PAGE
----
College Basketball Weekend Preview: Duke Goes to New Jersey, and Michigan Gets Gloriously Slow

Before we get going, I want to announce that I’m taking nom-nom-inations for the 2012-13 All-BeefyBulky Team. I was inspired to do this after watching Nebraska’s Andre Almeida do battle in a losing effort against Creighton last night. At 6-foot-11, 314 pounds, the Brazilian Almeida is a man of some size, and the eye is immediately drawn in his direction when he’s on the floor. Like the elderly couple entranced by the painting of Kramer, we cannot look away.

I was going to put together my own All-BeefyBulky team, but frankly, I haven’t done the legwork. The country’s elite teams are stocked with perfect physical specimens of varying height at every position, and my mental Rolodex couldn’t produce five worthy BeefyBulksters. And this is not something you want to rush. The BBs represent the real America, and we can’t risk choosing the wrong men. So far, my All-BB team has just two members:

1. Andre Almeida, Nebraska

2. Matt Stainbrook, 6-foot-9, 290, of Xavier, whom I first encountered two years ago when he played for Western Michigan against Duke. The goggles and the long-sleeved shirt are brilliant touches. The bad news is that he seems to have lost weight since his Western Michigan days, but he’s such a legend that I still want him on my squad.

Beyond that, I need help from you, readers. Submit your nom-nom-inations in the comments, and let’s “round out” this team.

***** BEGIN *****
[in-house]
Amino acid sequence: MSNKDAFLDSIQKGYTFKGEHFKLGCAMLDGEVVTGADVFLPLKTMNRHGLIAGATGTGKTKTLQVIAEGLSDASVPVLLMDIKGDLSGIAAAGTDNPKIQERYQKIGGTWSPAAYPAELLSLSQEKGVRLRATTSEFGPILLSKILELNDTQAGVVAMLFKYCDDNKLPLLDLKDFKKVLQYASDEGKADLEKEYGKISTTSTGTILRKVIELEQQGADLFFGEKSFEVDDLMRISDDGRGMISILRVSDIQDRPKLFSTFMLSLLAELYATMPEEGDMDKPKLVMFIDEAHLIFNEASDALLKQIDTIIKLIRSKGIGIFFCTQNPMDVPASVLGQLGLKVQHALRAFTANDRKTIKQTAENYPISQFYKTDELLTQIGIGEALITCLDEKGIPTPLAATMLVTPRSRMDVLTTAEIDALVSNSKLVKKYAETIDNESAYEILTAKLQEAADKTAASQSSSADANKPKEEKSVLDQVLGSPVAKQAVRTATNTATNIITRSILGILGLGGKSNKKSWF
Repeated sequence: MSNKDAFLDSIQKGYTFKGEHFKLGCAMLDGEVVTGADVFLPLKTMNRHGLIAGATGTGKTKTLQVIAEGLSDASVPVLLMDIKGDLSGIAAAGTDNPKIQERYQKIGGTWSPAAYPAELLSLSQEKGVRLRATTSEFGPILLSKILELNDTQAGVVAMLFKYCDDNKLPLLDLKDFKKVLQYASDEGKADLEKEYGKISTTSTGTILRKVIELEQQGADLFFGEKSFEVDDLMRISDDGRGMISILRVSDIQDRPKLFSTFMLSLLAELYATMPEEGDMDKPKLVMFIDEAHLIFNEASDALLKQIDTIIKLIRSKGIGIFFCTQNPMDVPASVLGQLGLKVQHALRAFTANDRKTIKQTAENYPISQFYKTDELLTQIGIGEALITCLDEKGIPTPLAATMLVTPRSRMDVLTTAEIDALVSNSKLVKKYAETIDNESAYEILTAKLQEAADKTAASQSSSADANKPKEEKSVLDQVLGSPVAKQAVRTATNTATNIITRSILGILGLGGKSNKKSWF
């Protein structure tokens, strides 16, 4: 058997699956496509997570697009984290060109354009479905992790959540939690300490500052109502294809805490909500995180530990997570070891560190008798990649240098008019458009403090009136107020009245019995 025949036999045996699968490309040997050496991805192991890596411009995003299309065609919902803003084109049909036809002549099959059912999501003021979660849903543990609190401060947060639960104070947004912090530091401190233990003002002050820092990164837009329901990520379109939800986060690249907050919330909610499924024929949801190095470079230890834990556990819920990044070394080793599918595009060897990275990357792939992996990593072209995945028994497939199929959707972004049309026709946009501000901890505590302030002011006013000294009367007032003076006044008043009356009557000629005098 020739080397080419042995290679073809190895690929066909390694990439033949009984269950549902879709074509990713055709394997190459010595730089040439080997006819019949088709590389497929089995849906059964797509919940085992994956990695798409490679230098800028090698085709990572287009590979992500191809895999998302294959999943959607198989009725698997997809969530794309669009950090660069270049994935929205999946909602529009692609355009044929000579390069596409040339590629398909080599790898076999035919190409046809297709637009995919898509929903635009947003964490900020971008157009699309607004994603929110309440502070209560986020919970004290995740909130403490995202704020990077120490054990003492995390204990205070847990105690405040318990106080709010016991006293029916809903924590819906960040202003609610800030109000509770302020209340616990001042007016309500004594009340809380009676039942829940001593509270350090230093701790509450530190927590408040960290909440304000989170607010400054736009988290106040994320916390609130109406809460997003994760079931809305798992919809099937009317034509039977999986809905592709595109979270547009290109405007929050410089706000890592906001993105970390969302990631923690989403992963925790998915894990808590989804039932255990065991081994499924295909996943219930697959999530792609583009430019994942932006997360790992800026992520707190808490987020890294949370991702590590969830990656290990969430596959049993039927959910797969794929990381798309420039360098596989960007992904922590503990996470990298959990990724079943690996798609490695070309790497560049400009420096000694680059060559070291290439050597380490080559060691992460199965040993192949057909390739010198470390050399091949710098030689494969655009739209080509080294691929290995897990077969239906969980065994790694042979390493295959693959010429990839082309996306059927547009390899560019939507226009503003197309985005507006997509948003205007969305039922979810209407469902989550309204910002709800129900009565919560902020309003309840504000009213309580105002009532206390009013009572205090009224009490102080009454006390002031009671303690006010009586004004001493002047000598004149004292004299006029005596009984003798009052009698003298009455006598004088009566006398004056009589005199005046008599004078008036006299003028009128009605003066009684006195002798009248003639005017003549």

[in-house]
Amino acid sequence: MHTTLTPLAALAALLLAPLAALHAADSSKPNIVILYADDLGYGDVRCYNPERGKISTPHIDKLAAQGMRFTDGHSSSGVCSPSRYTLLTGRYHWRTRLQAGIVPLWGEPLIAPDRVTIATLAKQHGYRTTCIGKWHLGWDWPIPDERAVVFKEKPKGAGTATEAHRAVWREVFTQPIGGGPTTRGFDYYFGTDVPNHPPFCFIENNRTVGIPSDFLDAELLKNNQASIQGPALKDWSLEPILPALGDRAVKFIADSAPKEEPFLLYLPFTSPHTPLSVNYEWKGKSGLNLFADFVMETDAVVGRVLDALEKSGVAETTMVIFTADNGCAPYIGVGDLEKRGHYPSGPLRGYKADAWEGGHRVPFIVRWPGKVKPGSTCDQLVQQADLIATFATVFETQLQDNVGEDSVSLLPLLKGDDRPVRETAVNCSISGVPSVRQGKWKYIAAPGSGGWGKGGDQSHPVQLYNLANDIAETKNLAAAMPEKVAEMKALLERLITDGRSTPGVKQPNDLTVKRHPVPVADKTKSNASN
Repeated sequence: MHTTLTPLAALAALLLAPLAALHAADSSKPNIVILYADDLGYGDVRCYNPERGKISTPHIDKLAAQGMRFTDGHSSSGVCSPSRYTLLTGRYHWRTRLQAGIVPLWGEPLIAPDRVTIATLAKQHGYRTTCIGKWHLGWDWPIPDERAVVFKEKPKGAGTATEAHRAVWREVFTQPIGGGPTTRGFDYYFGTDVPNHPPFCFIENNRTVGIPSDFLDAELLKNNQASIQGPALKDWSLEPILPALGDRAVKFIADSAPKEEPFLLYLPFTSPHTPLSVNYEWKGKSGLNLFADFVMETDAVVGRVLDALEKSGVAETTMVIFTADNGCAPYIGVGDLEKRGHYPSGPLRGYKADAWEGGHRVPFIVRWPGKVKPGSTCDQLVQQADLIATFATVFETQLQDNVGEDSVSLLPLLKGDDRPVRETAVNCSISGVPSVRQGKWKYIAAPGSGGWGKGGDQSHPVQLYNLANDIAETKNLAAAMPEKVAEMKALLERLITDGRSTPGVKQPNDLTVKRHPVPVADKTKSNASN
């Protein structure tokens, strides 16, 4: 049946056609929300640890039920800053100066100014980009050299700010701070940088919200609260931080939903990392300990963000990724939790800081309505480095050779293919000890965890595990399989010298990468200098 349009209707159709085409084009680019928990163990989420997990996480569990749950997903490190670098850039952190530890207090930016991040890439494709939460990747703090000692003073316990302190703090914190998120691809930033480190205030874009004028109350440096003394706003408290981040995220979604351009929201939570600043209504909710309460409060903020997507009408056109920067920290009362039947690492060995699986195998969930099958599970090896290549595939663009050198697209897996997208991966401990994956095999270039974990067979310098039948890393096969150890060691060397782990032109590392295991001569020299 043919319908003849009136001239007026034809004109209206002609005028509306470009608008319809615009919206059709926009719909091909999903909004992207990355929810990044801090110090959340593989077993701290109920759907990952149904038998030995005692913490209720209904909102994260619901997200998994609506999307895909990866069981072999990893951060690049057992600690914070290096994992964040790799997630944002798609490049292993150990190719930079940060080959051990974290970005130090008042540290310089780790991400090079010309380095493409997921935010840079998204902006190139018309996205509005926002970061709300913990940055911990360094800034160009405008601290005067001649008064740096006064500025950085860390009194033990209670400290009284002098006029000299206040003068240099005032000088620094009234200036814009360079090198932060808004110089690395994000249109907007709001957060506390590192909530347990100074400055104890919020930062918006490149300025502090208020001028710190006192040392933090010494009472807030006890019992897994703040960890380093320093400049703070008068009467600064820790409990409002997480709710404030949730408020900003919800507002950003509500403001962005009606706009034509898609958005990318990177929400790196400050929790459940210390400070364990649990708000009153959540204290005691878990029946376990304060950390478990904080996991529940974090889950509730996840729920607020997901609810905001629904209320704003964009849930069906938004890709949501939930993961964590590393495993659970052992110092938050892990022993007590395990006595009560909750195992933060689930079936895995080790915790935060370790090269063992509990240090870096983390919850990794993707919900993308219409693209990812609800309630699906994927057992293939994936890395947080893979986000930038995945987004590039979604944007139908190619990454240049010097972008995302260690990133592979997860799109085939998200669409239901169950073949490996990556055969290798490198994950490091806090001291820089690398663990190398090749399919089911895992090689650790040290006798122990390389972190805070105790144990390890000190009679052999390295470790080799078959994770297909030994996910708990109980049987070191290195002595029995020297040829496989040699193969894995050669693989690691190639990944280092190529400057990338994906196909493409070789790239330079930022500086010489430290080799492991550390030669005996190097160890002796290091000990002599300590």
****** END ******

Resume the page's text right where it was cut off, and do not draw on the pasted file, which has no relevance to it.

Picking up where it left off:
On to real basketball. We’re in that sort of December lull that separates the amped-up November scheduled and the start of conference play in January. But there are still some good games on the docket, which is lucky for us since college football has nothing to offer except Army-Navy, which will probably be the football equivalent of 37-36. Here are the 10 best games to watch this weekend. (All times Eastern.)

10. UCLA vs. Texas (in Houston) — Saturday, 5:15 p.m., ESPN
Ben

I was going to write something sarcastic about how Rick Barnes and Ben Howland are coaching legends who maximize their talent, excel at motivating players, and turn talented kids into productive young men, but let’s cut to the chase: They both need to be fired. Like, now. Especially Howland. How has the Bruins’ season already turned into a disaster? Two transfers? Three losses, including a humiliation by Cal-Poly? You could give Howland the ’98 Bulls and he wouldn’t make the playoffs. Sorry, UCLA fans, but his laissez-faire attitude toward actually managing the personalities of his players ain’t working. As for Barnes, he’s made a career of being the anti-Izzo; amassing absurd amounts of talent and wasting it. Right now, UT-Austin is like a long-suffering wife who knows her husband is going to continue blowing all their money on stupid investment schemes, but can’t bring herself to leave.

Anyway, my proposal for this game is that the loser gets fired. And the reward for the winner? Fired.